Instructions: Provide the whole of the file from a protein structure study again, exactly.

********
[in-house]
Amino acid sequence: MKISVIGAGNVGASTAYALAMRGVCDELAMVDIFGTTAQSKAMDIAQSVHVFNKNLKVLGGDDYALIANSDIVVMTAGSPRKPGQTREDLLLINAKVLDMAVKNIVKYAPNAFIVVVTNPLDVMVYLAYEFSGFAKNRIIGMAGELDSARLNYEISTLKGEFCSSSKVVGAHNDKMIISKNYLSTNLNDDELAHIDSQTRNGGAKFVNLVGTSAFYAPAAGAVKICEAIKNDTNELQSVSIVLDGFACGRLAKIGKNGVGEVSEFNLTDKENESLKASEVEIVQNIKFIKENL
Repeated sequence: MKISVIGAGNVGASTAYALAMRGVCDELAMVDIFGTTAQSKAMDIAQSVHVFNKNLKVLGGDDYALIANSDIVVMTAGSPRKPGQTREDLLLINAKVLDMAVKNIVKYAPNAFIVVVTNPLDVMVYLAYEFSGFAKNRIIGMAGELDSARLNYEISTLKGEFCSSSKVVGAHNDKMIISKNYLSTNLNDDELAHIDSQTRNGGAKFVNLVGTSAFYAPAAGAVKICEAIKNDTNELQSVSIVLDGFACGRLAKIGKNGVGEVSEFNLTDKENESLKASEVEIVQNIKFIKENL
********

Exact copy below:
[in-house]
Amino acid sequence: MKISVIGAGNVGASTAYALAMRGVCDELAMVDIFGTTAQSKAMDIAQSVHVFNKNLKVLGGDDYALIANSDIVVMTAGSPRKPGQTREDLLLINAKVLDMAVKNIVKYAPNAFIVVVTNPLDVMVYLAYEFSGFAKNRIIGMAGELDSARLNYEISTLKGEFCSSSKVVGAHNDKMIISKNYLSTNLNDDELAHIDSQTRNGGAKFVNLVGTSAFYAPAAGAVKICEAIKNDTNELQSVSIVLDGFACGRLAKIGKNGVGEVSEFNLTDKENESLKASEVEIVQNIKFIKENL
Repeated sequence: MKISVIGAGNVGASTAYALAMRGVCDELAMVDIFGTTAQSKAMDIAQSVHVFNKNLKVLGGDDYALIANSDIVVMTAGSPRKPGQTREDLLLINAKVLDMAVKNIVKYAPNAFIVVVTNPLDVMVYLAYEFSGFAKNRIIGMAGELDSARLNYEISTLKGEFCSSSKVVGAHNDKMIISKNYLSTNLNDDELAHIDSQTRNGGAKFVNLVGTSAFYAPAAGAVKICEAIKNDTNELQSVSIVLDGFACGRLAKIGKNGVGEVSEFNLTDKENESLKASEVEIVQNIKFIKENL